The SEC will spend 2019 reviewing equity market structure rules and practices to see if they can be improved to protect investors and market participants, Chairman Jay Clayton said at a Fordham University panel.
Speaking at the March 8 event, Mr. Clayton said he has asked division of trading and markets staff to review core market data and market access to address concerns raised in last year's market round table that the rules have created a two-tiered system in U.S. equity markets. Mr. Clayton expects that "among other things, these recommendations will look to update and upgrade the content and infrastructure of core data," he said.
Speaking at the same forum, Brett Redfearn, trading and markets division director, said the staff will assess "whether access to markets remains fair and not unreasonably discriminatory." In considering modifications to core data to ensure best execution, Mr. Redfearn said his staff will focus on speed, odd lots, order protection and best execution, depth-of-book liquidity, governance, transparency, and fair and efficient access.
In a challenge to current exchange pricing practices, Mr. Redfearn noted that Regulation NMS was adopted to avoid exchanges charging what amounts to mandatory fees to increase their revenues, "particularly those with dominant market shares whose information is most vital for investors. Today, we must assess the extent to which we may have ended up with the very result the commission hoped to avoid in 2005," he said.
The SEC will also review market quality issues concerning thinly traded securities and retail fraud, the SEC officials said. Since Regulation NMS mandates a single market structure regardless of trade volume, SEC staff will consider having primary listing exchanges develop pilot programs to explore the effects of restricting unlisted trading privileges for certain classes of thinly traded stocks.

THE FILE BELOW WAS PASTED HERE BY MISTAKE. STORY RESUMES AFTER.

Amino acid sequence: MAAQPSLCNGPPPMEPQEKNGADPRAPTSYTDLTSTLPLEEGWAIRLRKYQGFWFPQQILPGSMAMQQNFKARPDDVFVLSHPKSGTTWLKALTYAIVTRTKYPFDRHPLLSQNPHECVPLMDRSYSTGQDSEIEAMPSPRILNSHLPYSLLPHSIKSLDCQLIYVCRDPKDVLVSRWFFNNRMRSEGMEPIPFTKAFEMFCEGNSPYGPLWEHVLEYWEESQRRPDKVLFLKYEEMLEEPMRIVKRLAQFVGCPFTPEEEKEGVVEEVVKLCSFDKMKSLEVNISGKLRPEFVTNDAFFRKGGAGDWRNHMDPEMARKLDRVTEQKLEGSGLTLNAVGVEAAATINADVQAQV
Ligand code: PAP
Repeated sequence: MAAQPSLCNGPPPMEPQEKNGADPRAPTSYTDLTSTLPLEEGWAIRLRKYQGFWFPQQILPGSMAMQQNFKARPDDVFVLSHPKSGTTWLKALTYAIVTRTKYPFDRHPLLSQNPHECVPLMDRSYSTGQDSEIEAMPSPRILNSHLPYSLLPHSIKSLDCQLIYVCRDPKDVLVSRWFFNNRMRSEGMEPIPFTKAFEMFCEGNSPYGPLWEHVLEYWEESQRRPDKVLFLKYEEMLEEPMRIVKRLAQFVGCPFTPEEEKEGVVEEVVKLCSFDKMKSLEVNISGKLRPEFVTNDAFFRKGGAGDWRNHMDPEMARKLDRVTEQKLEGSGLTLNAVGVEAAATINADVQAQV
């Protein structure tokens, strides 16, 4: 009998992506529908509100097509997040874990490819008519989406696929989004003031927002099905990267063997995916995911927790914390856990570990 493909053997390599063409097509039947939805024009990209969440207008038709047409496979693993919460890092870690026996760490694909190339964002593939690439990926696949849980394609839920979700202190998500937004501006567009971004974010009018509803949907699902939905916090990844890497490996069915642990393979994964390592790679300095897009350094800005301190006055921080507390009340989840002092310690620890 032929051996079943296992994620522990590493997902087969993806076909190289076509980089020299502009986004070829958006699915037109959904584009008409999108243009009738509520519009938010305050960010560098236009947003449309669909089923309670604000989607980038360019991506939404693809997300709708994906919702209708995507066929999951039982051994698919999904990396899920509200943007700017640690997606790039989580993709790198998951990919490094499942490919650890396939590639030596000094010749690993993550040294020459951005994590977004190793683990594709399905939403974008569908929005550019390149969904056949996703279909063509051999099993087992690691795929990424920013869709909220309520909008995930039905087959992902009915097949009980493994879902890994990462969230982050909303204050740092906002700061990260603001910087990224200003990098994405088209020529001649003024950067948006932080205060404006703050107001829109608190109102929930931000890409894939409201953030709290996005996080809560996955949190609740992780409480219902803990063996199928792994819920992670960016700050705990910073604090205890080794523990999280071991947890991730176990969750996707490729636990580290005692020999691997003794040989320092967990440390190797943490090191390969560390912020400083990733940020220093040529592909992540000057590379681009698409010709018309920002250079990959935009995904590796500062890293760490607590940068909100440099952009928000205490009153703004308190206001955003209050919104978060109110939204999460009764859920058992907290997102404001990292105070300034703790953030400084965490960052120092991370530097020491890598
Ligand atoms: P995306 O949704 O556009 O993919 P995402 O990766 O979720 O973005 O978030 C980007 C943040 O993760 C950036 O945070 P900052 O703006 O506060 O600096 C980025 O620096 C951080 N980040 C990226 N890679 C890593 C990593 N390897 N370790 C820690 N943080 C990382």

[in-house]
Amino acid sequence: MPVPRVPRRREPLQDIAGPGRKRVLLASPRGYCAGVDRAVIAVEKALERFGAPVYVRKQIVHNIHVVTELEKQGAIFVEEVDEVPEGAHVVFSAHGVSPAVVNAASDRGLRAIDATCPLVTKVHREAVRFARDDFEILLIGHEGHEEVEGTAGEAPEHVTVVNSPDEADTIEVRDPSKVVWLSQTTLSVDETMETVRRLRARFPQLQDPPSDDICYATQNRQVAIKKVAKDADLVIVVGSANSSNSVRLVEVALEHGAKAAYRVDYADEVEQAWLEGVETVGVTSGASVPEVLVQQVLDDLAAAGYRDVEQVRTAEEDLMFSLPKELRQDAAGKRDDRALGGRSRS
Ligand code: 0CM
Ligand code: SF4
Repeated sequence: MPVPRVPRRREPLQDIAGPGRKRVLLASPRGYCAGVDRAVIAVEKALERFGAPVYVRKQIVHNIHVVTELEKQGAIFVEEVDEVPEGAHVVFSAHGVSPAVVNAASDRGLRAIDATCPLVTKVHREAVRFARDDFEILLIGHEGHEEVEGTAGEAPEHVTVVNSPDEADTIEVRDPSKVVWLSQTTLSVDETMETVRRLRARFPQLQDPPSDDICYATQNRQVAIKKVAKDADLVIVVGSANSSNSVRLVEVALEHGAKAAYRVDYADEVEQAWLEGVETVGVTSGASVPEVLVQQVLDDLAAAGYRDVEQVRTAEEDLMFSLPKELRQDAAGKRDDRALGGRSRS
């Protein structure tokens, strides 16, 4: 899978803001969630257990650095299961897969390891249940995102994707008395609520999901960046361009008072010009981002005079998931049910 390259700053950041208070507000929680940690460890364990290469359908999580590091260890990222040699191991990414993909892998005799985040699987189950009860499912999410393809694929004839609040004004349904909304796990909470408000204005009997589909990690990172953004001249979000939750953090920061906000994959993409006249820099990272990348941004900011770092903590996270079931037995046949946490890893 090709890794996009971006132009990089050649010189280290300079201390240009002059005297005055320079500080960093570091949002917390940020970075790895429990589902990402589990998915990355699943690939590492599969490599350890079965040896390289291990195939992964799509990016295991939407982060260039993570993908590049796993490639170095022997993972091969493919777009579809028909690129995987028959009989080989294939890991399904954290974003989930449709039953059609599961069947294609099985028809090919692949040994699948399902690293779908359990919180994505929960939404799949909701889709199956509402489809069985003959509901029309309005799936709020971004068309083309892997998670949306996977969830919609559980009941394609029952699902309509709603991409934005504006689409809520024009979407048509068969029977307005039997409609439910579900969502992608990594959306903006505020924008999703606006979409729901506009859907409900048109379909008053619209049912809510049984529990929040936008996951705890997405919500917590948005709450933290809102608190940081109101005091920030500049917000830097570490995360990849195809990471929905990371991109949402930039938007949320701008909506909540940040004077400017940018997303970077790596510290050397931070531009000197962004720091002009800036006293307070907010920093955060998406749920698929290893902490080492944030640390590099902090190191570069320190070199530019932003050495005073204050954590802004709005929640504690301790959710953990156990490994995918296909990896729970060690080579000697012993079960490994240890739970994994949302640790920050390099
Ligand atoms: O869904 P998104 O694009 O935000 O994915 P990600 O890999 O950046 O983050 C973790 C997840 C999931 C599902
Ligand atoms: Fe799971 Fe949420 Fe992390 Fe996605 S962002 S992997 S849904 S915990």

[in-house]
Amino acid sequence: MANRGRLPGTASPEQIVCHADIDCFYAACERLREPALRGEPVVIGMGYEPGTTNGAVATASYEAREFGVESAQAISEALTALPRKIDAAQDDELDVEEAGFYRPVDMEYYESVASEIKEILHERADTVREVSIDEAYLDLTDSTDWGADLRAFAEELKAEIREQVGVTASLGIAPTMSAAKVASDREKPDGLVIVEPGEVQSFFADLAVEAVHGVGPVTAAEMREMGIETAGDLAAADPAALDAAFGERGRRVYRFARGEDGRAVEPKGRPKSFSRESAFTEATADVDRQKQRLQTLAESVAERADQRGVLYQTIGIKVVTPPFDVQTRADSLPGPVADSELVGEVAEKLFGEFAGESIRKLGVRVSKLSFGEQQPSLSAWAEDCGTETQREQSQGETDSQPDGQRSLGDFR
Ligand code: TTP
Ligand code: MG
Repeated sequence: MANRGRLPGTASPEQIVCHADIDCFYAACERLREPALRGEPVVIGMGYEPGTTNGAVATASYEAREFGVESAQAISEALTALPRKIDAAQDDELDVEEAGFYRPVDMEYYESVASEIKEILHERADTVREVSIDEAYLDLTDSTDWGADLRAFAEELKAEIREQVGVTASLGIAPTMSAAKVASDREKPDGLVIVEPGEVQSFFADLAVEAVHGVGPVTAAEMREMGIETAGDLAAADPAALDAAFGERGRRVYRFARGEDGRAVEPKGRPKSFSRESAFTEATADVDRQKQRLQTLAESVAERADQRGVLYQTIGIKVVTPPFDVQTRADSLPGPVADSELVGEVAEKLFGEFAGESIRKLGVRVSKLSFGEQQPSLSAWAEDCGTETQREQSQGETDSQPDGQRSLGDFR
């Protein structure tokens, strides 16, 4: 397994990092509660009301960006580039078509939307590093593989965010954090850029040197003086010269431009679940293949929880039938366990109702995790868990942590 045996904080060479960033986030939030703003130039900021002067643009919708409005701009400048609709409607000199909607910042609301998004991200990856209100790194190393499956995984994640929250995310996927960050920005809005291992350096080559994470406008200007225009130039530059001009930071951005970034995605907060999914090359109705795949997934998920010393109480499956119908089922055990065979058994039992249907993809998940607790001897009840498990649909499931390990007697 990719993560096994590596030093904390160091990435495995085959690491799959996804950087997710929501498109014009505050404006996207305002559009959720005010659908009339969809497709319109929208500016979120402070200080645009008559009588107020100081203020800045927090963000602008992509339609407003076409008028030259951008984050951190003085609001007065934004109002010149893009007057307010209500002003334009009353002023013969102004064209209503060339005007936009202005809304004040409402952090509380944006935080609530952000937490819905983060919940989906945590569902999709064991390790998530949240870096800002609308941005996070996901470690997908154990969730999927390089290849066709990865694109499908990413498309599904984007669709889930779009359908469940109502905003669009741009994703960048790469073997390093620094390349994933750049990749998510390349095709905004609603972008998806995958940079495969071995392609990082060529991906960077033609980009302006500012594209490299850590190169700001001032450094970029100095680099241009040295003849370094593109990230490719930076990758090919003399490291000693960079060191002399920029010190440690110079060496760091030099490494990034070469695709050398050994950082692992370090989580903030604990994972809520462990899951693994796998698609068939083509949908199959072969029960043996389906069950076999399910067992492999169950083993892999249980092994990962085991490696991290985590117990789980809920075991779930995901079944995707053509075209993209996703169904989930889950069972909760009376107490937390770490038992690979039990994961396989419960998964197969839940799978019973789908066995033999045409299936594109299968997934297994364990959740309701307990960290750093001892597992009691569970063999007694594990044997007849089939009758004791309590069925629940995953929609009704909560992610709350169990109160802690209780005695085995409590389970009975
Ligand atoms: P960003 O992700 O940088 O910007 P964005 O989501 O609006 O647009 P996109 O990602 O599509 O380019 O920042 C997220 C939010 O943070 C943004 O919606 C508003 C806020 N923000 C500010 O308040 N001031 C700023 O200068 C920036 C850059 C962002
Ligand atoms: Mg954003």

To address retail fraud, SEC staff "are actively reviewing disclosure rules and registration rules," said Mr. Clayton, who stressed the need to consider updating Regulation NMS, "as well as our understanding of best execution in today's marketplace," he said. When Regulation NMS was adopted in 2005 to improve fairness in price execution and access to market data, there were "many areas that the commission got right, some that may have missed their mark and some that were positive in 2005 but may no longer be so," he said at the forum.
Lev Bagramian, senior securities policy adviser with watchdog group Better Markets, welcomed the news. "Increasing transparency to energize free market principles is good," he said. "There are some SEC rules that need upgrading and modernization. Coordination with other regulators is also going to be important."
Mr. Bagramian said he was encouraged by the robust engagement on market issues by SEC commissioners and staff recently, including last year's round table. "They care about the right stuff and they have done it in a thoughtful way," he said.